Thirty years ago, Louisiana was enmeshed in a smothering economic downturn. The collapse of oil and gas prices devoured prosperity in the Bayou State. I worked at the Lafayette Chamber of Commerce when the crash hit. Almost overnight, the energy investments that fueled the boom dried up and precipitated the bust that followed.
Lafayette in the boom of the ’80s was an amazing place. Along U.S. 90 from Scott to New Iberia, there seemed to be an endless number of oilfield companies constantly opening and expanding. Then the neutron bomb of depressed prices made that stretch of highway an economic ghost town. Drilling pipe, oil tools, rigs and other essential elements of the industry were stacked and practically abandoned since there was no market to lease, rent or sell them. Those companies saw their profits disappear — along with employees they could no longer afford to keep. Since the vast majority of those companies no longer had positive net income, they paid no income taxes. But every one of them was forced to pay ad valorem inventory taxes on the zombie equipment rusting in those yards.
That was my introduction to the dark side of the inventory tax.
Ed Steimel hired me in 1986 to be director of LABI’s Taxation Council. I was no tax expert, but Steimel was. I had many discussions with him about tax reforms that would enhance economic development in Louisiana. He believed the business community should not simply ask to have its taxes lowered. It should document areas in the tax code where Louisiana was at a competitive disadvantage with other states and seek to remove those impediments in ways least harmful to state finances.
I succeeded Steimel as LABI president in 1989 and continued the pursuit of that agenda. The list of primary tax reform items was not lengthy: repealing the inventory tax, removing debt from the base of the corporate franchise tax and eliminating the state sales tax on manufacturing equipment. Very few states imposed those taxes, especially our competitors in the South. Taxing borrowed investment capital via the franchise tax was an incredibly dumb idea as was the imposition of a sales tax on manufacturing machinery and equipment. When the inventory tax was added in, states like Texas were clobbering Louisiana in the competition for large-investment, high-wage industries.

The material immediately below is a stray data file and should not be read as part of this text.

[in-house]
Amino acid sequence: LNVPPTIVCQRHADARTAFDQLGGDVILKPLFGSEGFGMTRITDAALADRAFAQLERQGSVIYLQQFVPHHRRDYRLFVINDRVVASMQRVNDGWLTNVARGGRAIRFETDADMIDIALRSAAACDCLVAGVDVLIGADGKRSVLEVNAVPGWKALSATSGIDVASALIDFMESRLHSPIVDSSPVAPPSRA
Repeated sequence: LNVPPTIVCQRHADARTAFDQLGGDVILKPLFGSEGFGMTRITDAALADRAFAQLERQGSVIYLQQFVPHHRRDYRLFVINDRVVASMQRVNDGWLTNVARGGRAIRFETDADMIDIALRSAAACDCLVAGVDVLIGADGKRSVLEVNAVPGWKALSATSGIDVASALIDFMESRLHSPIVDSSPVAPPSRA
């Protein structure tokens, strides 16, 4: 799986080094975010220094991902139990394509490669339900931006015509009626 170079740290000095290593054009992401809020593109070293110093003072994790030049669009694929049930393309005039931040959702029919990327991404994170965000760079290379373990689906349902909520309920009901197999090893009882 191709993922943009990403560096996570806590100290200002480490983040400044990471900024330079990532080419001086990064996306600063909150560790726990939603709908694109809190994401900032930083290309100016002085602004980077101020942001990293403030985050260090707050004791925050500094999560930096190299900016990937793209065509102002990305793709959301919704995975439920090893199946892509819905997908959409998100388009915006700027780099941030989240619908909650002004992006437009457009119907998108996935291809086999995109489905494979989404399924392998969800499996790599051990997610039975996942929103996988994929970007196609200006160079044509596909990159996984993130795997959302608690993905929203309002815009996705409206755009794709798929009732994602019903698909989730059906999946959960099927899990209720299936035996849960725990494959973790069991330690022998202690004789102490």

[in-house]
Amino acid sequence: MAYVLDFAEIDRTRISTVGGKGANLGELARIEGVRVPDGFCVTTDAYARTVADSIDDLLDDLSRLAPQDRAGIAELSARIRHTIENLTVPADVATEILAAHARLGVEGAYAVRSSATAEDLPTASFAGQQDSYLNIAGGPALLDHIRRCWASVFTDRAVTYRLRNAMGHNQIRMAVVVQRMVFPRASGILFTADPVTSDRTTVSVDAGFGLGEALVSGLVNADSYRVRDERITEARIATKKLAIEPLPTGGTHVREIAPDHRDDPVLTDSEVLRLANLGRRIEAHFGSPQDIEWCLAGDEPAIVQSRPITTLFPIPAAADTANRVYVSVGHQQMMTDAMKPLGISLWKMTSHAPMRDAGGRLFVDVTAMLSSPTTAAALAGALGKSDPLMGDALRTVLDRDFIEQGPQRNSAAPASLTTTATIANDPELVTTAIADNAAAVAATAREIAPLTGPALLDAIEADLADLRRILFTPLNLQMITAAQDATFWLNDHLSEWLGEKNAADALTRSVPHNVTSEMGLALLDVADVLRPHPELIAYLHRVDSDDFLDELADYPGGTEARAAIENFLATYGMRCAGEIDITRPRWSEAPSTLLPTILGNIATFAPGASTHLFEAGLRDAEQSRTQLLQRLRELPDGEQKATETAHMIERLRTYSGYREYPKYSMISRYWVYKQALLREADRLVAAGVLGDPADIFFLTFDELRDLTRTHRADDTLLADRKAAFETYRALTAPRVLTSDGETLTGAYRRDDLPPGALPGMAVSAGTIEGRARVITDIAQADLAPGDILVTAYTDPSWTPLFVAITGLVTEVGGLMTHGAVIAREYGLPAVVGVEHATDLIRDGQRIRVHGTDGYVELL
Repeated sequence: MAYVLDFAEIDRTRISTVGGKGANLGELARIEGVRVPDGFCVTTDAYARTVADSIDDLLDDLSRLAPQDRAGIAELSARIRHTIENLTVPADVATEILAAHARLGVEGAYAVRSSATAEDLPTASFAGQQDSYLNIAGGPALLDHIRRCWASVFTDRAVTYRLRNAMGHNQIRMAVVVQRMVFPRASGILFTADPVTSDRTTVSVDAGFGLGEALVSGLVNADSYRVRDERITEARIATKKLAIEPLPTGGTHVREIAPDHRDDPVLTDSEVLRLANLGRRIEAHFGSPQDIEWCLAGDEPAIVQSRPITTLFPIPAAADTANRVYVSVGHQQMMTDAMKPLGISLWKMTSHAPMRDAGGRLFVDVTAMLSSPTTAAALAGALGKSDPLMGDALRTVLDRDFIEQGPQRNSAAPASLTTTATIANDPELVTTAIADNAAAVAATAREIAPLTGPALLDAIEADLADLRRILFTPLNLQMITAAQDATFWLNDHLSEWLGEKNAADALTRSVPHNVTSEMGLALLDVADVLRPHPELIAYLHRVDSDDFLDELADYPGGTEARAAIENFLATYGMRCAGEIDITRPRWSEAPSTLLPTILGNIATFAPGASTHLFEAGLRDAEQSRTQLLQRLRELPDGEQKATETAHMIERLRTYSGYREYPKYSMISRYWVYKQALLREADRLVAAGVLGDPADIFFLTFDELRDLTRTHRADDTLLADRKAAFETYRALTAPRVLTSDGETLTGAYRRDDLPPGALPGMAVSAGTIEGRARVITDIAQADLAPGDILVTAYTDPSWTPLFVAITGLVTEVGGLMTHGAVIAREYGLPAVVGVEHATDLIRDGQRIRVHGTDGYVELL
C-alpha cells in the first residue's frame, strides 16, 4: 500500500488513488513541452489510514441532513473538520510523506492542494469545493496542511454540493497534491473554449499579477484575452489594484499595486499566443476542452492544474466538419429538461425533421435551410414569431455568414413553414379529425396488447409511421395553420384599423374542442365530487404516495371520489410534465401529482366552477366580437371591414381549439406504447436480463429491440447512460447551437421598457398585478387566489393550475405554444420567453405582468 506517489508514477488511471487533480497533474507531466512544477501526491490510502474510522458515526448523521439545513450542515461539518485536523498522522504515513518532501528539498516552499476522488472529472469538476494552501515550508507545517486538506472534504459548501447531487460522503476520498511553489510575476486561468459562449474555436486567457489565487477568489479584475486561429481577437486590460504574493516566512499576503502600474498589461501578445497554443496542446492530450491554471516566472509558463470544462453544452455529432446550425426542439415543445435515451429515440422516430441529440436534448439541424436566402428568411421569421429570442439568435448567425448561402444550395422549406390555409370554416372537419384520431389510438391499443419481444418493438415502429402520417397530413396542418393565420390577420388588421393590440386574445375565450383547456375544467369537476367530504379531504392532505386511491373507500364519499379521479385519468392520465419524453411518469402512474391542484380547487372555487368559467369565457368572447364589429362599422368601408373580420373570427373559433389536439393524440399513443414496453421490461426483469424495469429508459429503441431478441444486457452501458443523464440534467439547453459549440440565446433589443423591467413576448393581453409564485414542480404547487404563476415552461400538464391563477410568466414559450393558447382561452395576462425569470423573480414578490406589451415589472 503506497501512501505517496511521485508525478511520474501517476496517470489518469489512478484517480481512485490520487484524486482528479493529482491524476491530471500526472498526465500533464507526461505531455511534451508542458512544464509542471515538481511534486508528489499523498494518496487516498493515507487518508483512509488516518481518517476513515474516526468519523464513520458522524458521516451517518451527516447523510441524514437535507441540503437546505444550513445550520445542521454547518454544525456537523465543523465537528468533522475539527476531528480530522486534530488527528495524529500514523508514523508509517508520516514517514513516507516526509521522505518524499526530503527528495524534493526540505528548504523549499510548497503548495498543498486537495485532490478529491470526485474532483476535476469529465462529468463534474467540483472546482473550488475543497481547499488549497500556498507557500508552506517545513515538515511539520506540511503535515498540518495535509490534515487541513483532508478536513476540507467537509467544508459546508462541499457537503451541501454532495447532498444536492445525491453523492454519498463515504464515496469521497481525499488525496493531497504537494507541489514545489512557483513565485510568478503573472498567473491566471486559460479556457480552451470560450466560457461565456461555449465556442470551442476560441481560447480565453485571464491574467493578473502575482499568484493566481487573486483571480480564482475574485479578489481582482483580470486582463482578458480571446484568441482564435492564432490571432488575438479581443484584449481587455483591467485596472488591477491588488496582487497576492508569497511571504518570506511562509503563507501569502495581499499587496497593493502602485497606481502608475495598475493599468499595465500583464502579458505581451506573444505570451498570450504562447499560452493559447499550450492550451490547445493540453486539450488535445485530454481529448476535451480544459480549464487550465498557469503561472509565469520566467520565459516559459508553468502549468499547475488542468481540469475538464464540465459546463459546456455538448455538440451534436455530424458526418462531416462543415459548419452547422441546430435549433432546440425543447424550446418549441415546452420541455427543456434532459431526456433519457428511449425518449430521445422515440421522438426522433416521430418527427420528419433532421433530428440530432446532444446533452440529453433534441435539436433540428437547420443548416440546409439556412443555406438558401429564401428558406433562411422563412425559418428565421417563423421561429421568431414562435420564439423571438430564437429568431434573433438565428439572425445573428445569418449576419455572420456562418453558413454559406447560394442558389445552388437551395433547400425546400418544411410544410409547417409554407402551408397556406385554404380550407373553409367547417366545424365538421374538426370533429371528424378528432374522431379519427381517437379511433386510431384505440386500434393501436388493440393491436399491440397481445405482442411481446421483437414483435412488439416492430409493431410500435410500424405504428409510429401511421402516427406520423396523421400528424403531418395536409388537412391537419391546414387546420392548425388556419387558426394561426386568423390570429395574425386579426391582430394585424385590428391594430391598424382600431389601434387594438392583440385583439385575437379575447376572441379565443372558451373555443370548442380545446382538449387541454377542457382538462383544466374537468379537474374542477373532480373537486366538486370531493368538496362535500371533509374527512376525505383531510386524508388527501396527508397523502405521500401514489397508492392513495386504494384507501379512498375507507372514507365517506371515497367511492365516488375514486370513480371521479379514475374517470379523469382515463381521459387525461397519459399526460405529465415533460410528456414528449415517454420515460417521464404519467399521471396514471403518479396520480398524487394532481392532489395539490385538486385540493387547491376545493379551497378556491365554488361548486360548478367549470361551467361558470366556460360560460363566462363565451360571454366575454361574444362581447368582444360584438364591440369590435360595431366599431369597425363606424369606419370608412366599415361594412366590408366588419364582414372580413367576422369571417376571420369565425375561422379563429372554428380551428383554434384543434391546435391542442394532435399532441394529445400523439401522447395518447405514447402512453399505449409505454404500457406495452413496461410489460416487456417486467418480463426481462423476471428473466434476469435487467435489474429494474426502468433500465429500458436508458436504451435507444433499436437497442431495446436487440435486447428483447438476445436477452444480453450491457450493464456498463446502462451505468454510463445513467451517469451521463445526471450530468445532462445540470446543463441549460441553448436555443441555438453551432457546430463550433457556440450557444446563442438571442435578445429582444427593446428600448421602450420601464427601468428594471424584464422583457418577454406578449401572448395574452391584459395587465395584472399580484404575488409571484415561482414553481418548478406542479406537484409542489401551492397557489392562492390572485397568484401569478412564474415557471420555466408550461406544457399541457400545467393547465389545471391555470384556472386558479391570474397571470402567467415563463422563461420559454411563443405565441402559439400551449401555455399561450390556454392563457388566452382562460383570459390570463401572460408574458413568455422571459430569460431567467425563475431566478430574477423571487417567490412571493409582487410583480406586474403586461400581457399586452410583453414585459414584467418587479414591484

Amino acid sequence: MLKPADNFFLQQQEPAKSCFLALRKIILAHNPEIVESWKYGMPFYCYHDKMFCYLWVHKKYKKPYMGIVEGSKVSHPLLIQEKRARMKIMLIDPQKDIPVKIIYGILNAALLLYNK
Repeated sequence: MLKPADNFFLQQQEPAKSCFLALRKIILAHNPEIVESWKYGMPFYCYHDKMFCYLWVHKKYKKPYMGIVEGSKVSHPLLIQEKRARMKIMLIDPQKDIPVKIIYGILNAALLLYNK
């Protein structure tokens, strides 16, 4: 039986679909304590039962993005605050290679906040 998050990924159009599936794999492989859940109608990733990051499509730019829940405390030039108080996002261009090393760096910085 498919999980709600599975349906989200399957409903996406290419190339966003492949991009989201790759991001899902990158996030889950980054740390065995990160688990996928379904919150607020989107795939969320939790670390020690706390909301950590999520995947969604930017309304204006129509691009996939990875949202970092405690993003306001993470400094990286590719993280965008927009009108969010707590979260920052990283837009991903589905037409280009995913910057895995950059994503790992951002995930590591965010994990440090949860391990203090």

In 1990, the Legislature, by an overwhelming margin, passed a refundable tax credit against state taxes for the local inventory taxes paid by all businesses. The inventory tax is a property tax, and only local governments levy property taxes in Louisiana. The refundable credit allowed the de facto elimination of the inventory tax without impacting local government revenues.
The credit was phased in over a number of years to lessen the impact on state finances. In 2004, at Gov. Kathleen Blanco’s urging, the Legislature by an overwhelming margin voted to phase out the debt portion of the corporate franchise tax and the sales tax on manufacturing equipment.
As the phaseout of those three taxes advanced, the manufacturing, distribution and construction sectors of the economy expanded significantly.
Major industrial expansions worth billions of dollars have been announced recently. The cost estimates used for those location and expansion plans were based on no net inventory taxes being owed. It will be interesting to see what impact the reimposition of a significant portion of the inventory tax will have on industrial investment in Louisiana going forward — particularly if any additional business tax increases are enacted when the Legislature meets again to fix the bogus budget it recently passed.
The term “corporate welfare” appeared often during the legislative session. There is some corporate welfare in the budget. Interestingly, the Legislature did little to address it. But there is a big difference between “corporate welfare” and keeping Louisiana businesses competitive in the national tax arena.
Calling competitive business tax adjustments “welfare” may help a governor seeking to camouflage tax increases and legislators looking to justify their tax increase votes. But it doesn’t square with reality — and it doesn’t send a reassuring message to the companies that have announced plans to spend billions of their shareholders’ dollars in a state where Huey Long’s fiscal policies are making a comeback.
Dan Juneau is the former president of the Louisiana Association of Business and Industry.